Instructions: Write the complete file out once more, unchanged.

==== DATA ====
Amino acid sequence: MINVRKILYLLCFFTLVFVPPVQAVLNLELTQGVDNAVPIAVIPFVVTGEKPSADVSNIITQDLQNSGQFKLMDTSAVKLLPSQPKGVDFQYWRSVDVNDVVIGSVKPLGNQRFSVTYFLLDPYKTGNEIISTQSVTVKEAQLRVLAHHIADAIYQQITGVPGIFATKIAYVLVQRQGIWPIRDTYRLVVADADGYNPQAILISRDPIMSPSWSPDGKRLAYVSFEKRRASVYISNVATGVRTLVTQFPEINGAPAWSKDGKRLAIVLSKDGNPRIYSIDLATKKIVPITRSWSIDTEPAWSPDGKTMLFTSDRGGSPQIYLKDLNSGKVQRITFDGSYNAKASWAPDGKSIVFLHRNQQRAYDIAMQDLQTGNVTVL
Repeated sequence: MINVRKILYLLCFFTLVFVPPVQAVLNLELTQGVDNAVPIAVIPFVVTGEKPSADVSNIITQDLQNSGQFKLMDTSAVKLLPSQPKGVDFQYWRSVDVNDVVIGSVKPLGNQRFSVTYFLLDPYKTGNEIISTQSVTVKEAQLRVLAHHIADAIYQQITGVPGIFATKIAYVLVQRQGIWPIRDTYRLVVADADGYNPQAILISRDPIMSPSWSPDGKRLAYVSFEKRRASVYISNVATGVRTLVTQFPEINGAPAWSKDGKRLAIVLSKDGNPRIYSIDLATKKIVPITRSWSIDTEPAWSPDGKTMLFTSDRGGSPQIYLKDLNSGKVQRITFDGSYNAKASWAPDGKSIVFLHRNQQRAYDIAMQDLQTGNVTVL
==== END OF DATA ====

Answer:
Amino acid sequence: MINVRKILYLLCFFTLVFVPPVQAVLNLELTQGVDNAVPIAVIPFVVTGEKPSADVSNIITQDLQNSGQFKLMDTSAVKLLPSQPKGVDFQYWRSVDVNDVVIGSVKPLGNQRFSVTYFLLDPYKTGNEIISTQSVTVKEAQLRVLAHHIADAIYQQITGVPGIFATKIAYVLVQRQGIWPIRDTYRLVVADADGYNPQAILISRDPIMSPSWSPDGKRLAYVSFEKRRASVYISNVATGVRTLVTQFPEINGAPAWSKDGKRLAIVLSKDGNPRIYSIDLATKKIVPITRSWSIDTEPAWSPDGKTMLFTSDRGGSPQIYLKDLNSGKVQRITFDGSYNAKASWAPDGKSIVFLHRNQQRAYDIAMQDLQTGNVTVL
Repeated sequence: MINVRKILYLLCFFTLVFVPPVQAVLNLELTQGVDNAVPIAVIPFVVTGEKPSADVSNIITQDLQNSGQFKLMDTSAVKLLPSQPKGVDFQYWRSVDVNDVVIGSVKPLGNQRFSVTYFLLDPYKTGNEIISTQSVTVKEAQLRVLAHHIADAIYQQITGVPGIFATKIAYVLVQRQGIWPIRDTYRLVVADADGYNPQAILISRDPIMSPSWSPDGKRLAYVSFEKRRASVYISNVATGVRTLVTQFPEINGAPAWSKDGKRLAIVLSKDGNPRIYSIDLATKKIVPITRSWSIDTEPAWSPDGKTMLFTSDRGGSPQIYLKDLNSGKVQRITFDGSYNAKASWAPDGKSIVFLHRNQQRAYDIAMQDLQTGNVTVL